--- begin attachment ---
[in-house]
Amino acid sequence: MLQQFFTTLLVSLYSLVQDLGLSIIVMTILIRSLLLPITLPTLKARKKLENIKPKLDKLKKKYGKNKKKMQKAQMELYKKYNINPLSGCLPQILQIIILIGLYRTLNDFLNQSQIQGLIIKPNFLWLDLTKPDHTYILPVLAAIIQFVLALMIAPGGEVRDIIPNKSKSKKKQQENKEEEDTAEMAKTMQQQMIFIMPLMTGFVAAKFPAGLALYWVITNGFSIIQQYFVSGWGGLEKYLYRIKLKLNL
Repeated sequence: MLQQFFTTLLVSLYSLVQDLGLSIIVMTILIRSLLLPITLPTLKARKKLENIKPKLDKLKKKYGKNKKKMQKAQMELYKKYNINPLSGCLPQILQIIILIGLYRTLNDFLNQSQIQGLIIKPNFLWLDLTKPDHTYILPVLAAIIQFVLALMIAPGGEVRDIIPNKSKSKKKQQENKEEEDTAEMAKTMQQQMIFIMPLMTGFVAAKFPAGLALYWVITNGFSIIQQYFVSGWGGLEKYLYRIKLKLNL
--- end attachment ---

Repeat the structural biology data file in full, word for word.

[in-house]
Amino acid sequence: MLQQFFTTLLVSLYSLVQDLGLSIIVMTILIRSLLLPITLPTLKARKKLENIKPKLDKLKKKYGKNKKKMQKAQMELYKKYNINPLSGCLPQILQIIILIGLYRTLNDFLNQSQIQGLIIKPNFLWLDLTKPDHTYILPVLAAIIQFVLALMIAPGGEVRDIIPNKSKSKKKQQENKEEEDTAEMAKTMQQQMIFIMPLMTGFVAAKFPAGLALYWVITNGFSIIQQYFVSGWGGLEKYLYRIKLKLNL
Repeated sequence: MLQQFFTTLLVSLYSLVQDLGLSIIVMTILIRSLLLPITLPTLKARKKLENIKPKLDKLKKKYGKNKKKMQKAQMELYKKYNINPLSGCLPQILQIIILIGLYRTLNDFLNQSQIQGLIIKPNFLWLDLTKPDHTYILPVLAAIIQFVLALMIAPGGEVRDIIPNKSKSKKKQQENKEEEDTAEMAKTMQQQMIFIMPLMTGFVAAKFPAGLALYWVITNGFSIIQQYFVSGWGGLEKYLYRIKLKLNL